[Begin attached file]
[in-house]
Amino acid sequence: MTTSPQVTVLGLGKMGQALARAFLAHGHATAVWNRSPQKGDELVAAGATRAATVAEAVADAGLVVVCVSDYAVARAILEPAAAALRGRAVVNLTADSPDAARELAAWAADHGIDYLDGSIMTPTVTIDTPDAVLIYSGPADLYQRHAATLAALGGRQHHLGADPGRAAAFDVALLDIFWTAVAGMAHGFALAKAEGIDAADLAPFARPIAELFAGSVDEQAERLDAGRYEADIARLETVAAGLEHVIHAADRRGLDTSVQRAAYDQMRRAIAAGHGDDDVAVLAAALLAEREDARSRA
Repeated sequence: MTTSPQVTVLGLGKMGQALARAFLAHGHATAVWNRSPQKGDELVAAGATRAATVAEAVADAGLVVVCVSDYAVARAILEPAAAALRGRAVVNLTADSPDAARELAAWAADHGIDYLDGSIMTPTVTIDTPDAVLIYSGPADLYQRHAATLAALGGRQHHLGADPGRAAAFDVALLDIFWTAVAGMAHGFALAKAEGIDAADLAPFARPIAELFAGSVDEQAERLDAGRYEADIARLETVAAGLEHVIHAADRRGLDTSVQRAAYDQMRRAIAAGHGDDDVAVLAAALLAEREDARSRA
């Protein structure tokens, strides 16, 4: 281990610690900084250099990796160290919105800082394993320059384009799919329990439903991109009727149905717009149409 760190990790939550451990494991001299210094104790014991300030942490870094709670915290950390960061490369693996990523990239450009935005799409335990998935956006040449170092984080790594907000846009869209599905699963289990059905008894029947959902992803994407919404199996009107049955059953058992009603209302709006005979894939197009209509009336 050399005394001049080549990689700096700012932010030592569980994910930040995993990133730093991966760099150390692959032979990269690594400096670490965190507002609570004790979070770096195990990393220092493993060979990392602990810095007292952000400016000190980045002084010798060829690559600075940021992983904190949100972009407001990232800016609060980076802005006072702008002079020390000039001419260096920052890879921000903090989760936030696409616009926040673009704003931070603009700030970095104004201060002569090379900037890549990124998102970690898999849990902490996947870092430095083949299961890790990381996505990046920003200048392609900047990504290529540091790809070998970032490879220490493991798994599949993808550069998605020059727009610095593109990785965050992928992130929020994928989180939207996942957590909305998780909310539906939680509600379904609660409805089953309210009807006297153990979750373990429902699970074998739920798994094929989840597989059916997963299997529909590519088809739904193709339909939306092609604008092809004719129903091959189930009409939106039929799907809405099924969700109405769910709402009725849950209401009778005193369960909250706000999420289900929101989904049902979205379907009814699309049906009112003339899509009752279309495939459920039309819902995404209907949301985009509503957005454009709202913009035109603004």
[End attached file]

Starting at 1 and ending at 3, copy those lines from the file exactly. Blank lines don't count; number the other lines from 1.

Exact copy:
[in-house]
Amino acid sequence: MTTSPQVTVLGLGKMGQALARAFLAHGHATAVWNRSPQKGDELVAAGATRAATVAEAVADAGLVVVCVSDYAVARAILEPAAAALRGRAVVNLTADSPDAARELAAWAADHGIDYLDGSIMTPTVTIDTPDAVLIYSGPADLYQRHAATLAALGGRQHHLGADPGRAAAFDVALLDIFWTAVAGMAHGFALAKAEGIDAADLAPFARPIAELFAGSVDEQAERLDAGRYEADIARLETVAAGLEHVIHAADRRGLDTSVQRAAYDQMRRAIAAGHGDDDVAVLAAALLAEREDARSRA
Repeated sequence: MTTSPQVTVLGLGKMGQALARAFLAHGHATAVWNRSPQKGDELVAAGATRAATVAEAVADAGLVVVCVSDYAVARAILEPAAAALRGRAVVNLTADSPDAARELAAWAADHGIDYLDGSIMTPTVTIDTPDAVLIYSGPADLYQRHAATLAALGGRQHHLGADPGRAAAFDVALLDIFWTAVAGMAHGFALAKAEGIDAADLAPFARPIAELFAGSVDEQAERLDAGRYEADIARLETVAAGLEHVIHAADRRGLDTSVQRAAYDQMRRAIAAGHGDDDVAVLAAALLAEREDARSRA